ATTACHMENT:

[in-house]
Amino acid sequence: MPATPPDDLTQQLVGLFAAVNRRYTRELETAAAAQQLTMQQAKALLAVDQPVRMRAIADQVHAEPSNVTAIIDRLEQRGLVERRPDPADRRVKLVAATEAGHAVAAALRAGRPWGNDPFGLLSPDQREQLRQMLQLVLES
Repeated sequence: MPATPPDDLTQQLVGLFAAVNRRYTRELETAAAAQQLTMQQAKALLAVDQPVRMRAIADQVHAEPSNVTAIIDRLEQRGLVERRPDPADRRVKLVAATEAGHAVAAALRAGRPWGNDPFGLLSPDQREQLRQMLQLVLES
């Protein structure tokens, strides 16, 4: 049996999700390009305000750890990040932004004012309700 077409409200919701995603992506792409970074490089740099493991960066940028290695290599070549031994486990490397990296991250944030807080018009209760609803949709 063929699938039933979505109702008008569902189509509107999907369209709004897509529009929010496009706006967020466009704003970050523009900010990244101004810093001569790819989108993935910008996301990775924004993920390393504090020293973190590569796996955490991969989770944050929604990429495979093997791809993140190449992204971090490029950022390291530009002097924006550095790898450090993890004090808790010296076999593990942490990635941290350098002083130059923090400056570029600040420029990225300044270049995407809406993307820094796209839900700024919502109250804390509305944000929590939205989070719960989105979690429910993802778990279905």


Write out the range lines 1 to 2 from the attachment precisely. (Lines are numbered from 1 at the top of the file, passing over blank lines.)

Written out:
[in-house]
Amino acid sequence: MPATPPDDLTQQLVGLFAAVNRRYTRELETAAAAQQLTMQQAKALLAVDQPVRMRAIADQVHAEPSNVTAIIDRLEQRGLVERRPDPADRRVKLVAATEAGHAVAAALRAGRPWGNDPFGLLSPDQREQLRQMLQLVLES